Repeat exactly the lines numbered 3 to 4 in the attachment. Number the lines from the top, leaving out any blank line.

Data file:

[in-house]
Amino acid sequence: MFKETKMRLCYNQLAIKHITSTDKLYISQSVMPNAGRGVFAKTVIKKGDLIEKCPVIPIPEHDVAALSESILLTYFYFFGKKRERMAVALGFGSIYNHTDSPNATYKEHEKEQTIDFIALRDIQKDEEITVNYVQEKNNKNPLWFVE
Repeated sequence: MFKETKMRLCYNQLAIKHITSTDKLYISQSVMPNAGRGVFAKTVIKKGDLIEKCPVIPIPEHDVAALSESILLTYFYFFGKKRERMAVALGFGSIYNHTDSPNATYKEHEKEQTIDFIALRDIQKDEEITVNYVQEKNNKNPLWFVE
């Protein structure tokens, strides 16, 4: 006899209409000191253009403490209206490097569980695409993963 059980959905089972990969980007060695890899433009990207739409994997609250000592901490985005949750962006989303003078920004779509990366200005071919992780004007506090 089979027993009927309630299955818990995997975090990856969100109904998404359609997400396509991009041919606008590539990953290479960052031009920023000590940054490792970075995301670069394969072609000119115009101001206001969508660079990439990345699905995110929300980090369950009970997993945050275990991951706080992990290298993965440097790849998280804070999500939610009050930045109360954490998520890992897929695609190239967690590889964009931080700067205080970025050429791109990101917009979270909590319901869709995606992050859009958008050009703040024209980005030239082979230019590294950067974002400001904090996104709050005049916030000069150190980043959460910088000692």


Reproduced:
Repeated sequence: MFKETKMRLCYNQLAIKHITSTDKLYISQSVMPNAGRGVFAKTVIKKGDLIEKCPVIPIPEHDVAALSESILLTYFYFFGKKRERMAVALGFGSIYNHTDSPNATYKEHEKEQTIDFIALRDIQKDEEITVNYVQEKNNKNPLWFVE
């Protein structure tokens, strides 16, 4: 006899209409000191253009403490209206490097569980695409993963 059980959905089972990969980007060695890899433009990207739409994997609250000592901490985005949750962006989303003078920004779509990366200005071919992780004007506090 089979027993009927309630299955818990995997975090990856969100109904998404359609997400396509991009041919606008590539990953290479960052031009920023000590940054490792970075995301670069394969072609000119115009101001206001969508660079990439990345699905995110929300980090369950009970997993945050275990991951706080992990290298993965440097790849998280804070999500939610009050930045109360954490998520890992897929695609190239967690590889964009931080700067205080970025050429791109990101917009979270909590319901869709995606992050859009958008050009703040024209980005030239082979230019590294950067974002400001904090996104709050005049916030000069150190980043959460910088000692």